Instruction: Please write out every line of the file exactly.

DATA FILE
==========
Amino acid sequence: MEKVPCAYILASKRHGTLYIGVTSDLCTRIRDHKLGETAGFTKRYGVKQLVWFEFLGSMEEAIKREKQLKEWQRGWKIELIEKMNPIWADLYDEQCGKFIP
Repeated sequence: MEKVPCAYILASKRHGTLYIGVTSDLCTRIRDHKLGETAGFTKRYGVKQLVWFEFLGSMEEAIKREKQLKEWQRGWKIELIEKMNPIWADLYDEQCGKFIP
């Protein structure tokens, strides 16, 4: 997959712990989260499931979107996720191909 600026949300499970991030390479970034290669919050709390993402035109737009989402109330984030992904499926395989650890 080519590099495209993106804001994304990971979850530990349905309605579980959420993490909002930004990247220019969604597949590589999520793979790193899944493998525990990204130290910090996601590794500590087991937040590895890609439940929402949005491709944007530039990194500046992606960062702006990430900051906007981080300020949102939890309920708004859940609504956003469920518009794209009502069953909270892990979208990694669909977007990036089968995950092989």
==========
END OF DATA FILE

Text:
Amino acid sequence: MEKVPCAYILASKRHGTLYIGVTSDLCTRIRDHKLGETAGFTKRYGVKQLVWFEFLGSMEEAIKREKQLKEWQRGWKIELIEKMNPIWADLYDEQCGKFIP
Repeated sequence: MEKVPCAYILASKRHGTLYIGVTSDLCTRIRDHKLGETAGFTKRYGVKQLVWFEFLGSMEEAIKREKQLKEWQRGWKIELIEKMNPIWADLYDEQCGKFIP
């Protein structure tokens, strides 16, 4: 997959712990989260499931979107996720191909 600026949300499970991030390479970034290669919050709390993402035109737009989402109330984030992904499926395989650890 080519590099495209993106804001994304990971979850530990349905309605579980959420993490909002930004990247220019969604597949590589999520793979790193899944493998525990990204130290910090996601590794500590087991937040590895890609439940929402949005491709944007530039990194500046992606960062702006990430900051906007981080300020949102939890309920708004859940609504956003469920518009794209009502069953909270892990979208990694669909977007990036089968995950092989």